The above picture has in the foreground a couple of really pretty dog faced bascinets. And lower down a couple of the morions which became popular in the renaissance. These are northern European morions, and they don't have the little tag at the top, but the one on the left has a comb, and the one on the two lower down on the right are the tall "high hat morions" that must have taken a smith an uncounted age to make. The lower one has a flat brim. Very unusual.
The three bottom helms are clearly jousting helms....those very narrow eye slots. These are the helms you usually see on coats of arms, and is the helm which is assigned to an esquirry. The bottom helm is also a jousting helm, but there is something interesting going on in back of it! Maybe you get into it by opening the back.
The top three are "spectacle helms", and they look like spinnings. You can even see the horizontal tool marks from the spinning tool in the middle one! I love the way the sides draw upwards on the sides of the skull in one big swoop! Wonderful! The little lathe turned spikes are kind of cool...one wonders why they bothered....but hey, it makes the wearer look tough, and maybe that was the point.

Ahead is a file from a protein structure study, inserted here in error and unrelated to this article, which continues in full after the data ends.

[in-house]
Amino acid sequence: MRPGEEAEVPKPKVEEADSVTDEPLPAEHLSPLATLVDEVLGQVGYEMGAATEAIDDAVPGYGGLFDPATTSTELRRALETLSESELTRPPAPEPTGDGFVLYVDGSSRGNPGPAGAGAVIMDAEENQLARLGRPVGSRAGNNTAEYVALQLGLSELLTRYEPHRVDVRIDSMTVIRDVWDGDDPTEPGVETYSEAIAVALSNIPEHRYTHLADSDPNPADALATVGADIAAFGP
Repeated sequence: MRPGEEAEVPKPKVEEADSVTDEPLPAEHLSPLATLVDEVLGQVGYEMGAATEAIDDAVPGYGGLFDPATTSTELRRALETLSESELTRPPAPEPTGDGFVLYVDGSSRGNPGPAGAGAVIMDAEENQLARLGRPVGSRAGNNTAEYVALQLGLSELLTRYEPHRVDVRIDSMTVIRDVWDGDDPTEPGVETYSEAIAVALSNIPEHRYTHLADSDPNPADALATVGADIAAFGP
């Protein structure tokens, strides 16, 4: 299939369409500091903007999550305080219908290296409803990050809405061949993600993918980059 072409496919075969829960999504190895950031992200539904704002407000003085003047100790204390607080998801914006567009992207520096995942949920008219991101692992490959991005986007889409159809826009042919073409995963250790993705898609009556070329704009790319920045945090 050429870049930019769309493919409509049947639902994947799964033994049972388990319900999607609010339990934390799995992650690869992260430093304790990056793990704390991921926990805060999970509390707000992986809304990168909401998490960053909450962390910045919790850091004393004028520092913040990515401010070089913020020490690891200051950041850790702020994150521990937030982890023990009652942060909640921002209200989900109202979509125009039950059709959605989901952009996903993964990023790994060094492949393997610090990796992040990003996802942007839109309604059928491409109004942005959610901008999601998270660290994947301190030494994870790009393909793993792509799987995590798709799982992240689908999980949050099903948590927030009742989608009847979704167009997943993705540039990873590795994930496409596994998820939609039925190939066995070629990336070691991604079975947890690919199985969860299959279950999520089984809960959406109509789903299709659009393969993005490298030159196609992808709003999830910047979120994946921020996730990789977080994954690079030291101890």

The nasal helms all down the right are clearly hammered out from stock of some kind. The hammer welds are really good, which implies they are actual iron, rather than the modern steel. The Norman Helm (second from bottom on the right) seems to still have a leather chin strap hanging off it. That would have to be a more or less modern addition since it is unlikely that leather would have lasted some 900 years! I like the shape of the nasals though....very nicely done.
On the left appears to be a grilled face Roman inspired Norman Helm. That mongrel would require closer examination. I have never seen anything like it. Again, it appears to be built upon a spinning, with some decorative brass spangens.
The middle bottom helms are clearly Helms...designed to fit over top of a helmet. They don't need to be pretty to be functional! These are battle helms, and would have been used in battle, not the joust.